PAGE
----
Just like its namesake river, the National Mississippi River Museum and Aquarium in Dubuque, Iowa, offers a powerful immersion into a world of free-flowing adventure and thirst-quenching experiences.
Run by the private, nonprofit organization known as the Dubuque County Historical Society (DCHS), the National Mississippi River Museum and Aquarium first debuted in 2003 as the nation’s premier center for interpreting and conserving the Mississippi River’s historical and natural environment. Over the years, the campus has grown to include two separate centers with an adjoining plaza that encompasses 12 large aquariums, a special effects theater and more than 10 acres of interactive exhibits and flexible meeting space.
“It is the most interactive museum on rivers in the United States,” said sales and marketing manager Nate Breitsprecker. “I’ve worked at the museum and aquarium for over 10 years, seeing over 2 million visitors come through our doors. Not one single day matches the day before. Every day is different. The facility is so unique and offers something different for everyone. It’s a very exciting place.”
As a part of an exclusive group of museums that hold American Alliance of Museums accreditation (only 9 percent in the United States), the National Mississippi River Museum and Aquarium has managed to create an experience for guests unlike any other. It was the institution’s own blend of historical preservation, educational discovery programs and top-notch layout and design of the space that earned it an additional accreditation as an official affiliate of the Smithsonian Institution.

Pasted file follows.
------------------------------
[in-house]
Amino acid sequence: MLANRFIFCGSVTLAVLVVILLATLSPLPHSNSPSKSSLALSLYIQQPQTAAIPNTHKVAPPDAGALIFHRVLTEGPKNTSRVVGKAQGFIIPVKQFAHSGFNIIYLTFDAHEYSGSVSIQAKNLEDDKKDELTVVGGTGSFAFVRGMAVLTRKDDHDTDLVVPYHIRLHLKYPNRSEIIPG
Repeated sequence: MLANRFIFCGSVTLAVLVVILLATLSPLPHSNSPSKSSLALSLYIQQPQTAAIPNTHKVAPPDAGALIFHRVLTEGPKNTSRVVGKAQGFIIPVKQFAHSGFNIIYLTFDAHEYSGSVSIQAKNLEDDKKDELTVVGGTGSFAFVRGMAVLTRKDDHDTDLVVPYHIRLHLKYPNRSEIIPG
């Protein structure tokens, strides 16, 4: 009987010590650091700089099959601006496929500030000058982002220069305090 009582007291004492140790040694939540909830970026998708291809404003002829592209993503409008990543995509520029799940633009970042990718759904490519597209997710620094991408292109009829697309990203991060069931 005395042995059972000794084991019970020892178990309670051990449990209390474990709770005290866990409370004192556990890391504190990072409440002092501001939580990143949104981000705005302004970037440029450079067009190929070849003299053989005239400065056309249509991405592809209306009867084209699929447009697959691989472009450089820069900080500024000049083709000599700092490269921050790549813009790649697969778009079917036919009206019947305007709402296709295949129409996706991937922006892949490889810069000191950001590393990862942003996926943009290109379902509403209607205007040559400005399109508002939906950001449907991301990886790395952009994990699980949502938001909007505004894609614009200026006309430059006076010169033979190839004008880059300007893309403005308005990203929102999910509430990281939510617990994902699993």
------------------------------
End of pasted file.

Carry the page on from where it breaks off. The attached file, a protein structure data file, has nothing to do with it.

During regular hours, groups can rent out three smaller spaces for meetings and events, but after hours, the museum and aquarium transform into an underwater oasis for everything from weddings to social gatherings. The ability to hold events among the exhibits, galleries and aquariums makes the National Mississippi River Museum and Aquarium an excellent candidate for anyone looking to host a memorable meeting.
During regular hours, groups can meet or hold events in any of the three smaller spaces: the 3D/4D Theater, with 135 theater-style seats, and the Journey Theater, with 82 theater-style seats, both with full multimedia capabilities, and the Historic Train Depot, which is set up for 75 guests for luncheon meetings. After hours, the entire facility becomes available for larger gatherings of up to 500, or 250 for a buffet or a plated dinner. Groups of up to 250 can also rent out the Mississippi River Center for a banquet or reception, or the outdoor spaces surrounding the building, where tents can be set up with a pavilion to accommodate up to 200 people.